The Rapid Determination of Oxygen in Commercial Steel with the Solid Electrolyte Probe
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A review has been made of all induction furnace, acid open hearth, and electric arc furnace heats which have been studied in this investigation. It has been concluded that one should not expect the vacuum fusion tests always to coincide with the indications of the solid electrolyte method, unless under closely controlled laboratory conditions.
It should be recalled that the vacuum fusion procedure indicates values of the total oxygen present in the steel. This amount includes both the combined oxygen as non-metallic inclusions and the uncombined or “free” oxygen. During the non-equilibrium (refining) stages of commercial heats, there are many periods when the liquid steel contains suspended oxides, which have not had an opportunity to be eliminated to the slag. In addition, the steel contains free or uncombined oxygen which is present in larger quantities than specified by the carbon-oxygen equilibrium. It is this latter “free” or uncombined oxygen that will be indicated by the solid electrolyte method.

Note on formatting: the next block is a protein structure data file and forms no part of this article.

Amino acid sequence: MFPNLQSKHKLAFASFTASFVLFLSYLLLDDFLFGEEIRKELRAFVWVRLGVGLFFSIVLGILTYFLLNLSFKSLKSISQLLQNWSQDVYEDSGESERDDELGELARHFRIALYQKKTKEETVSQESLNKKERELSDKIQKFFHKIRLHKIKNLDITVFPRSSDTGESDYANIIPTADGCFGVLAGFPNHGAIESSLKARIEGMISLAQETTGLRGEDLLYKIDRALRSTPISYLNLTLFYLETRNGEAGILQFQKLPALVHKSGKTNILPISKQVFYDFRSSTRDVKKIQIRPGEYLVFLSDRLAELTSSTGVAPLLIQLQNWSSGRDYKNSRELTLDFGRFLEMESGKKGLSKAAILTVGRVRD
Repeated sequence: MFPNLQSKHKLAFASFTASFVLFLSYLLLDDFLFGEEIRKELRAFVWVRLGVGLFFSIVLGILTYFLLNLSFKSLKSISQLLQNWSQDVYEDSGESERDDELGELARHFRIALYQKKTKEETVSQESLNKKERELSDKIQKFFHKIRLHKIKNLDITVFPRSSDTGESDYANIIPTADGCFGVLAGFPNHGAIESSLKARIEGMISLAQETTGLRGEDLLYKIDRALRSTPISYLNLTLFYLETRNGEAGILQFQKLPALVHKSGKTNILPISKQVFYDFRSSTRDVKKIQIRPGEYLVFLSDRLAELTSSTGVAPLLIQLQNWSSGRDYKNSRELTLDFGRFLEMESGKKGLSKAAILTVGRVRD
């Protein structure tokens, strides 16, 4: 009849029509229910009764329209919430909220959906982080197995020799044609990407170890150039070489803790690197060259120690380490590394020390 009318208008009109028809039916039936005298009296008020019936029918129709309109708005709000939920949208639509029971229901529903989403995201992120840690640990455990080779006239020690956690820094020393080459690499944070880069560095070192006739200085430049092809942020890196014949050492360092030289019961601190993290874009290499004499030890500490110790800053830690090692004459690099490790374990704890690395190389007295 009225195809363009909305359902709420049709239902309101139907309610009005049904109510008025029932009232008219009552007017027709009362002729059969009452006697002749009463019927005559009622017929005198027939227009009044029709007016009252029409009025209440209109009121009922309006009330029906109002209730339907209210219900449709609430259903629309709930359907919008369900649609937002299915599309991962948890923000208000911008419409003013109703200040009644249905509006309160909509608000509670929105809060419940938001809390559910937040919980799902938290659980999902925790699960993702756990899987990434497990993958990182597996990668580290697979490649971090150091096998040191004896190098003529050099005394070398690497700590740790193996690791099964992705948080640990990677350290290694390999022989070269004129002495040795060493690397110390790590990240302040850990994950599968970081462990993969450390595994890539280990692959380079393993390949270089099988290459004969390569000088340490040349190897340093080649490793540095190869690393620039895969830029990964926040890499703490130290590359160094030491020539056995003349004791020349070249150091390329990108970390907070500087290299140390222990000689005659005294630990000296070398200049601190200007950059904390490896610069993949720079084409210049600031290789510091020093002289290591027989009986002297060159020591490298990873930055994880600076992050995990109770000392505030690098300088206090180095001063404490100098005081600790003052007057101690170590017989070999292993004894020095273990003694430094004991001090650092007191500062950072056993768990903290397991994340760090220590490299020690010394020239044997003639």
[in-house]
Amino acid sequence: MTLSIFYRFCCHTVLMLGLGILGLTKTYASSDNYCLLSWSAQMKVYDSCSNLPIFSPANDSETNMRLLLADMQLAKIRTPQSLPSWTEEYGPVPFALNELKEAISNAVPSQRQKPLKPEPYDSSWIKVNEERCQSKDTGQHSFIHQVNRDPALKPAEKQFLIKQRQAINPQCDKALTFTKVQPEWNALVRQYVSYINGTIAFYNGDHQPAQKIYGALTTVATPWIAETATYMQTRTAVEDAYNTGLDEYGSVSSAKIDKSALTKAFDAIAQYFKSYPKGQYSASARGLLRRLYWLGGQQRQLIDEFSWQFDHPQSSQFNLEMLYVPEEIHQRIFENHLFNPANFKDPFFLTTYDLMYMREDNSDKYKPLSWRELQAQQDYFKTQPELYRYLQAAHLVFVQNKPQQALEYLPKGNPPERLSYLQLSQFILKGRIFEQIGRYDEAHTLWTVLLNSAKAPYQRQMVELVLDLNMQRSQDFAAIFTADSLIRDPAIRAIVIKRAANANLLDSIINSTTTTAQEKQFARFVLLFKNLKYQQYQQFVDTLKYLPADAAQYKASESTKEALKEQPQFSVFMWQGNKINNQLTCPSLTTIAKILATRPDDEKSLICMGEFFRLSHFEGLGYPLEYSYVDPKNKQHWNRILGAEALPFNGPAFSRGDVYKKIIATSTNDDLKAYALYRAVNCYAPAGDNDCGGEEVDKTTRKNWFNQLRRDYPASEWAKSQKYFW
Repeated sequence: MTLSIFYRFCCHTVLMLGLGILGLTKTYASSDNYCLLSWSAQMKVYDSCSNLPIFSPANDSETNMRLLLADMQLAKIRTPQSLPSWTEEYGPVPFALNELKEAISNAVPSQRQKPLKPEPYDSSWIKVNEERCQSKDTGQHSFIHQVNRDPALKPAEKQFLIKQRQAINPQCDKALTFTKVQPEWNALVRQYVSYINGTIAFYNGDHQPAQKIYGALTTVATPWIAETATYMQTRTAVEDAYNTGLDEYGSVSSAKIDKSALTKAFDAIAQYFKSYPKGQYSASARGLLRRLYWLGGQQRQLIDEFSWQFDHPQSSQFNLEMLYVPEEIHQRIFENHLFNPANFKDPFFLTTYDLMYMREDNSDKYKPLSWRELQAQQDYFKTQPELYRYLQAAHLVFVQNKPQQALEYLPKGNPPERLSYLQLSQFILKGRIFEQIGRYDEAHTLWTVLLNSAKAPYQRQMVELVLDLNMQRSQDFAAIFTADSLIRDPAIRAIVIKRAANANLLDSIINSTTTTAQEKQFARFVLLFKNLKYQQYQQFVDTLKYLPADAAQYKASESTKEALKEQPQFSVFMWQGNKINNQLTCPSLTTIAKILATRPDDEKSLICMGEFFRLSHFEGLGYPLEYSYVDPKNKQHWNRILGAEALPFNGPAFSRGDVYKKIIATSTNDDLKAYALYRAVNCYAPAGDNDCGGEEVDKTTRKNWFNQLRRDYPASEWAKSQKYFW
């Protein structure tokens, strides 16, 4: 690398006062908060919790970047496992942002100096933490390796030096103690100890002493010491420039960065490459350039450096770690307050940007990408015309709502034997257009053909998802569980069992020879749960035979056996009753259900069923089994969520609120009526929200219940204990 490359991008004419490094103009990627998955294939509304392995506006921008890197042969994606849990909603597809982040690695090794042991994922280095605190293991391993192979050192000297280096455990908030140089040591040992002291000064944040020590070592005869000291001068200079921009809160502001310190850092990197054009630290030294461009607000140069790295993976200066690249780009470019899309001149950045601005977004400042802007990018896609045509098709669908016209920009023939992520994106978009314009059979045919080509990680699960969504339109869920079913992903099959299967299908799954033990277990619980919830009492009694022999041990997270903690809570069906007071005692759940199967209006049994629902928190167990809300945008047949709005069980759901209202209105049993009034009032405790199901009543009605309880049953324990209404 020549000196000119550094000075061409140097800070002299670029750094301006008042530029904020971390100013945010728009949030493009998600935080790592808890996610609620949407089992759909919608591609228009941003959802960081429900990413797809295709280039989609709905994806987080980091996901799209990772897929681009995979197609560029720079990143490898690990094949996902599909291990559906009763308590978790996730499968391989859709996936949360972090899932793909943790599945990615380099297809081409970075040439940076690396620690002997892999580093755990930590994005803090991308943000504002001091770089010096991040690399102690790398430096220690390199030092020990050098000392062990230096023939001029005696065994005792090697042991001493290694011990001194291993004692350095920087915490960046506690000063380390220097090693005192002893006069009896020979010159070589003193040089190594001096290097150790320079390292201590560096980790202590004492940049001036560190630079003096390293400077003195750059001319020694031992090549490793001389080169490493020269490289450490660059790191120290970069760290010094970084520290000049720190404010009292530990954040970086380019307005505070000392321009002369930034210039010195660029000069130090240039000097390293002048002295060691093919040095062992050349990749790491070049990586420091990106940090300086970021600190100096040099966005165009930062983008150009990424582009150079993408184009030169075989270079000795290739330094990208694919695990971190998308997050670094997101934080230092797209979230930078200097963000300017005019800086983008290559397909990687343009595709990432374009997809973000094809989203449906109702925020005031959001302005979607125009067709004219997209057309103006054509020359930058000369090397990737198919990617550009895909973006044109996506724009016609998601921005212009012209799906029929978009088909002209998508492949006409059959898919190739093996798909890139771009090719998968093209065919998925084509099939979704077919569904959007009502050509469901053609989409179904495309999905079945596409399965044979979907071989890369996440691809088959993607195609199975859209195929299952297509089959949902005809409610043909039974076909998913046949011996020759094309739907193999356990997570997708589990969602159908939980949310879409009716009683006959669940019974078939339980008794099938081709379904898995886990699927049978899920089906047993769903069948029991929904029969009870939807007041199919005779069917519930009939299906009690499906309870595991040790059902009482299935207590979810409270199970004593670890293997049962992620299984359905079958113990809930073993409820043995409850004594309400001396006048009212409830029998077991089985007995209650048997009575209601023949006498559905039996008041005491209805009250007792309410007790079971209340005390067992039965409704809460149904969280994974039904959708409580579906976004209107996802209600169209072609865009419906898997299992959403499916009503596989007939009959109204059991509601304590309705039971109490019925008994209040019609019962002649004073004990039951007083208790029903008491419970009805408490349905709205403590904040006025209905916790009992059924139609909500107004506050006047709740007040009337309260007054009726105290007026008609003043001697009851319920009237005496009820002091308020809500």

However, this difference between the two methods only increases interest in the O-Probe, because it indicates the active oxygen that must be controlled to properly refine the heat. Because of the instantaneous response of the probe, changes in the refining procedure may be made accordingly.
In addition, although the vacuum fusion data are postmortem, the difference between these values and the indications of the probe should provide information regarding the non-metallic inclusions or the oxides present. Consequently, for certain investigations it is recommended that both tests be used. Such a combination could go a long way towards the development of refining processes able to produce steels of maximum quality.
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